Sometimes you come across something in the world that stops you in your tracks and makes you wonder. I experienced an example this morning when perusing the website of The Guardian newspaper.
In principle we’re all in favour of the freedom – and indeed the diversity – of the press. It must be healthy that every form of political viewpoint is given a chance to be broadcast to the masses.
In Britain, of course, the intellectual elite continually bemoan the fact that – through rampant capitalism taken to the extreme – the battalions of the centre-right and worse (step forward the Daily Mail and the Murdoch media empire) appear to dominate our media outlets, pumping out thinly-disguised propaganda 24 hours per day.
Those in command of the commercial group that owns The Guardian and The Observer stand – for many in the centre and to the left of it – as an oasis of sanity in putting out views and opinions that go some way to redress the balance. As I type these words I have to confess I cannot recall the details, but I believe that somewhere alone the line the owners of The Guardian and The Observer were revealed to have benefited from offshore trusts – or shall we say careful tax planning? – i.e. just the sort of practice that they and others delight in exposing when employed by others who inhabit a different point on the spectrum of political opinion.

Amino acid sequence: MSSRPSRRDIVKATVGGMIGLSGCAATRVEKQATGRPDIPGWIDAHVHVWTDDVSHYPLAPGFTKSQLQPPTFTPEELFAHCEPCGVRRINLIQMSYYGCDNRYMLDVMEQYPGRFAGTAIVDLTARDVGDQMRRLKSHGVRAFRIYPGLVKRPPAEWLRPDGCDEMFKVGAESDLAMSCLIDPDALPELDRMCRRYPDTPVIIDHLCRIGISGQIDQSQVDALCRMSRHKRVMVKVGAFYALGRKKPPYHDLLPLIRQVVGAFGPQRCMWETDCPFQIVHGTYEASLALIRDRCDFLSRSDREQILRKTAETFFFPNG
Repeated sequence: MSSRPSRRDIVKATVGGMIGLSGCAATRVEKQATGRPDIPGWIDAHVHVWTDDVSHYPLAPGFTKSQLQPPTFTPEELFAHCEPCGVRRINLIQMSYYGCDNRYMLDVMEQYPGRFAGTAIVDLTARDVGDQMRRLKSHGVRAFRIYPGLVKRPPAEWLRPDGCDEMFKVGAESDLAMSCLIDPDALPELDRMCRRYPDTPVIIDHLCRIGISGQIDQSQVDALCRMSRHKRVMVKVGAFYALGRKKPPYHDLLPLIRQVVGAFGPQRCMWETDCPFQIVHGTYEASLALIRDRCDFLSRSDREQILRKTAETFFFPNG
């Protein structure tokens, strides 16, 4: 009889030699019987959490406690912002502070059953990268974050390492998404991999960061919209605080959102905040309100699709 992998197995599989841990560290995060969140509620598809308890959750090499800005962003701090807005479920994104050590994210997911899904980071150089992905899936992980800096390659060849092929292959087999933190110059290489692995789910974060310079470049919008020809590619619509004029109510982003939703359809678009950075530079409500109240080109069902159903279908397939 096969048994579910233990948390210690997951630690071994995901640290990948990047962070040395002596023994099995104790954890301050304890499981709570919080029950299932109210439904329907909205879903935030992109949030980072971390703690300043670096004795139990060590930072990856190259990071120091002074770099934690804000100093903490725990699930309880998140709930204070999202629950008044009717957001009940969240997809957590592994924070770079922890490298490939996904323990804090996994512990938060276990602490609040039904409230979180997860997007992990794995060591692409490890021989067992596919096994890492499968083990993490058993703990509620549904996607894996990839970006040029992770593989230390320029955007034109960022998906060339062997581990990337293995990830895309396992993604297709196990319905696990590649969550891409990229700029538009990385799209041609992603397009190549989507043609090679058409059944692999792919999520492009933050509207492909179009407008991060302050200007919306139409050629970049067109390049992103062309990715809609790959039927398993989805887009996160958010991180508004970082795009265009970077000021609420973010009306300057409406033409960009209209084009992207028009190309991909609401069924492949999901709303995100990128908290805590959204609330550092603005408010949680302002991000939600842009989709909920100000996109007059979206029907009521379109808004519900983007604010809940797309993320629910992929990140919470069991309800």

Ah well, you might think, it’s purely a case of what’s sauce for the goose also being sauce for the gander – and what’s wrong with that?
Then I spotted this ‘call to arms’ in a piece on the website of The Guardian by Katharine Viner, Editor-in-Chief, Guardian News And Media – a somewhat strange appeal for a commercial media organisation (especially one that isn’t in immediate financial crisis, if what I read is true) to make of its readers, I would have thought – see here – THE GUARDIAN